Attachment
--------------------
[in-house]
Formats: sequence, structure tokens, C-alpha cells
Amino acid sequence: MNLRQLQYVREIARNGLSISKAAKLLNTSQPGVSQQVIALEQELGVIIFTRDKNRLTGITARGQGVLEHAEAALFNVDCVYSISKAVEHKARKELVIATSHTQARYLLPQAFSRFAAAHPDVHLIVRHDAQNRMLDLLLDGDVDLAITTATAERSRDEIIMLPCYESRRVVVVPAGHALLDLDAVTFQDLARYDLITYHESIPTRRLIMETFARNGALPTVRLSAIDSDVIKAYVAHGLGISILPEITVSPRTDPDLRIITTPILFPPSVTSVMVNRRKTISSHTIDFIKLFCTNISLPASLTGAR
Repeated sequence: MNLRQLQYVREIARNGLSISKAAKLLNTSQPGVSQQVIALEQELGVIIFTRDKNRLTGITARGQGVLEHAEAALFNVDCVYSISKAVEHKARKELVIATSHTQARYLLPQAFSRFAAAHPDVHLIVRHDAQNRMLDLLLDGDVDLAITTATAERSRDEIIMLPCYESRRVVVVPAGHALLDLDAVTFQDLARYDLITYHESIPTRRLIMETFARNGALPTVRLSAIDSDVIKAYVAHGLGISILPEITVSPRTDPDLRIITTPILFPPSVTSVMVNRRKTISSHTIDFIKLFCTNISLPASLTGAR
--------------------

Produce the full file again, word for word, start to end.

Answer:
[in-house]
Formats: sequence, structure tokens, C-alpha cells
Amino acid sequence: MNLRQLQYVREIARNGLSISKAAKLLNTSQPGVSQQVIALEQELGVIIFTRDKNRLTGITARGQGVLEHAEAALFNVDCVYSISKAVEHKARKELVIATSHTQARYLLPQAFSRFAAAHPDVHLIVRHDAQNRMLDLLLDGDVDLAITTATAERSRDEIIMLPCYESRRVVVVPAGHALLDLDAVTFQDLARYDLITYHESIPTRRLIMETFARNGALPTVRLSAIDSDVIKAYVAHGLGISILPEITVSPRTDPDLRIITTPILFPPSVTSVMVNRRKTISSHTIDFIKLFCTNISLPASLTGAR
Repeated sequence: MNLRQLQYVREIARNGLSISKAAKLLNTSQPGVSQQVIALEQELGVIIFTRDKNRLTGITARGQGVLEHAEAALFNVDCVYSISKAVEHKARKELVIATSHTQARYLLPQAFSRFAAAHPDVHLIVRHDAQNRMLDLLLDGDVDLAITTATAERSRDEIIMLPCYESRRVVVVPAGHALLDLDAVTFQDLARYDLITYHESIPTRRLIMETFARNGALPTVRLSAIDSDVIKAYVAHGLGISILPEITVSPRTDPDLRIITTPILFPPSVTSVMVNRRKTISSHTIDFIKLFCTNISLPASLTGAR